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Transit Hike Unfair and Unconscionable

Date : Wed, 14 Apr 2010 11:40:45 -0400

For Immediate Release
April 14, 2010 By Jeff Tittel, NJ Chapter Director, 609-558-9100

Transit Hike Unfair and Unconscionable

Newark - The New Jersey Transit Board of Directors met today in their Newark Office to vote on the proposed fare increases and service cuts. Despite a flood of public outcry, the agency's attempts to ameliorate the cuts are meager. The Sierra Club still views NJ Transit's proposal as an outrageous tax on the working families of New Jersey.

After NJ Transit released their first proposal they received 5,000 written comments and hundreds of in person testimonies from transit riders. In response the agency reduced has reduced the fare increases to 10% for bus riders, previously 25%. However, they will keep 25% increases on train fares and significant service cuts to both train and rail. NJ Transit did not look at alternative forms of revenue, including cancelling rail or road expansion projects or consider diverting federal stimulus money.

The increase in fares will lead to a drop in ridership, which means more cars on the road, more traffic, and more pollution. New Jersey will be violating the implementation plan of the Clean Air Act. New Jersey will lose federal transportation dollars for being out of compliance with the Clean Air Act.

"The more you cut services and raise fares the less people take transit, so the more you have cut, creating a downward spiral," said Jeff Tittel, Director of the New Jersey Sierra Club. "Each train eliminates about 500 cars on our roads; these cuts will add to traffic sprawl and pollution."

Governor Christie proposed cutting funding $32.7 million for NJ Transit in the final months of this budgetary year. This will hurt many of the state's disadvantaged, working poor, handicapped, and seniors, who need public transit to get to work or go to see their doctor.

The Sierra Club believes that NJ Transit has failed to review other options to close the budget gap, these include:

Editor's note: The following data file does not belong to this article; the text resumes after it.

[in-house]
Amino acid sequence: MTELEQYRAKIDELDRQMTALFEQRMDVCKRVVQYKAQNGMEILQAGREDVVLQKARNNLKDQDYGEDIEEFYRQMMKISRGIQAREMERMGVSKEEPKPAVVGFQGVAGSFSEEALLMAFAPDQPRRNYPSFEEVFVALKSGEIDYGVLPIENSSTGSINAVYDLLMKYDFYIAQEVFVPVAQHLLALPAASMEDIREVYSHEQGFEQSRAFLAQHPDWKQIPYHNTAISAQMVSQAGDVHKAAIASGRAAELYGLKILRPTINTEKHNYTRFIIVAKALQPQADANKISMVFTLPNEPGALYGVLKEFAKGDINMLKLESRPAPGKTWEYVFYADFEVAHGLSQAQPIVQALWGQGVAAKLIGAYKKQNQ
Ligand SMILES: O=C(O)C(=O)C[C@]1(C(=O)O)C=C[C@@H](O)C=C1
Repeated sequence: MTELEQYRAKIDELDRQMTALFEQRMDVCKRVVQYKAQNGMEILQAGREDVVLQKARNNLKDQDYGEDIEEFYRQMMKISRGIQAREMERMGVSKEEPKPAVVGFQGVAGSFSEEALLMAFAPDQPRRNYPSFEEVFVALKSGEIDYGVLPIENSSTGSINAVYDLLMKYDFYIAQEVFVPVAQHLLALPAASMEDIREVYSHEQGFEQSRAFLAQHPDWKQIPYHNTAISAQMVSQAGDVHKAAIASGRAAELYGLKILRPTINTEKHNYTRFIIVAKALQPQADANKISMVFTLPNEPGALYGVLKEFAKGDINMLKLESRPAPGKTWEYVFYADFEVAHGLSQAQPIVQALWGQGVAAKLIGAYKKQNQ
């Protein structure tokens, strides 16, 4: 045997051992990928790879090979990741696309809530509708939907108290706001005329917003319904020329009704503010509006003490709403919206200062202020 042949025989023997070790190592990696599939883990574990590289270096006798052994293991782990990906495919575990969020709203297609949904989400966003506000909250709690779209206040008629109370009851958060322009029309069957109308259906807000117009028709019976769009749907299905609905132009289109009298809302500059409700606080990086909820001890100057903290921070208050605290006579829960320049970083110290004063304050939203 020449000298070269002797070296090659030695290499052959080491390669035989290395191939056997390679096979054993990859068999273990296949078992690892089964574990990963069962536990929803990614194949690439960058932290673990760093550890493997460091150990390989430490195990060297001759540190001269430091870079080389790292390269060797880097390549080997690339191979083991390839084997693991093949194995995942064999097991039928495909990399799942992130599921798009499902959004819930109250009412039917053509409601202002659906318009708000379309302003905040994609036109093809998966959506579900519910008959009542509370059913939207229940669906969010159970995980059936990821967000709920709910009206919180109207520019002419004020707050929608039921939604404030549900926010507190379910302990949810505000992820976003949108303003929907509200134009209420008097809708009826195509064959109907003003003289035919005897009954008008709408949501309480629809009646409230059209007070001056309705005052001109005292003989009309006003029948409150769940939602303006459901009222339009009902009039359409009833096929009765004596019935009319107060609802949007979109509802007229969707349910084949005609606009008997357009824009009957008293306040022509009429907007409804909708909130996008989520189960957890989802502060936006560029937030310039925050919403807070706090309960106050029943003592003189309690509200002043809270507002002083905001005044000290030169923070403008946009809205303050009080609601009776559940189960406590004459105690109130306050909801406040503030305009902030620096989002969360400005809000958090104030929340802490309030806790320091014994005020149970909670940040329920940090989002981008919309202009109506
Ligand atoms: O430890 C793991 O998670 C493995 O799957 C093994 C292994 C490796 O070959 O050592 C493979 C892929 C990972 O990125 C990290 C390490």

* cutting rail expansion of the Montclair-Boonton Line to Andover and stopping the expansion of the Bergen Passaic Light Rail.

* halting the creation of the 34th street station for the ARC tunnel

* delay the widening of the Garden State Parkway and the New Jersey Turnpike and use that money for NJ Transit's operating costs.

* take up to 10% of the stimulus money, or $42 million to cover operation costs. This would close the current budget hole and provide the agency more time to review long term funding solutions.

New Jersey should not spend billions to widen roads when we have no money to maintain them and car ridership is down. The State has allocated, but not expended, a billion and a half dollars to widen highways in the Pinelands, where there is no growth or traffic and $2.2 billion to widen the turnpike. If we redesigned the turnpike project to include flex or reversible lanes, it would still do the same job but would cost hundreds of millions of dollars less. New Jersey is also spending $9 billion on the construction of the ARC tunnel but we won't even have the trains to go through it. At the least, we should redesign the tunnel so that it actually does what it is intended to do.

"We need a long term funding mechanism for transit in New Jersey otherwise these cuts to service and fair increases will keep happening, leading to the dismantling of one of the most successful transit programs in the US," said Tittel.

New Jersey must establish a stable source of funding for mass transit. All other transit systems throughout the country have managed to establish a dedicated source for operation and maintenance and New Jersey must do the same. A gas tax could be one option for generating such revenues.

NJ Transit service cuts are bad for the economy and undermine our efforts to deal with air pollution and greenhouse gases. Many people who can't afford cars rely on mass transit to get to work. Businesses need transit to bring their employees to work each day. Cuts in transit funding will undermine the work the state has done to promote smart growth and build transportation around hubs.

More people will be forced to drive, adding to traffic and air pollution. Each train that is taken out of service adds 500 cars to the road. For each bus taken out of service, 40 to 50 more cars are put on the road. We can't afford the pollution and congestion that will come from more cars on the road.

While it is apparent that we need to save money and balance the budget, cutting mass transit is penny wise and pound foolish.

"This is lose-lose-lose for the people of New Jersey. It will cost us jobs, hurt the economy, and create more pollution," Tittel said.

Christine Guhl Program Assistant New Jersey Sierra Club

145 W. Hanover Street Trenton, NJ 08618 Tel: (609) 656-7612 Fax: (609) 656-7618 christine.guhl_at_sierraclub.org

Received on 2010-04-14 08:40:45

New Jersey Sierra Club, 145 West Hanover St., Trenton, NJ 08618, USA
tel: 609 656 7612, fax 609 656 7618
or email Nicole Dallara, Outreach Coordinator, at nicole.dallara@sierraclub.org

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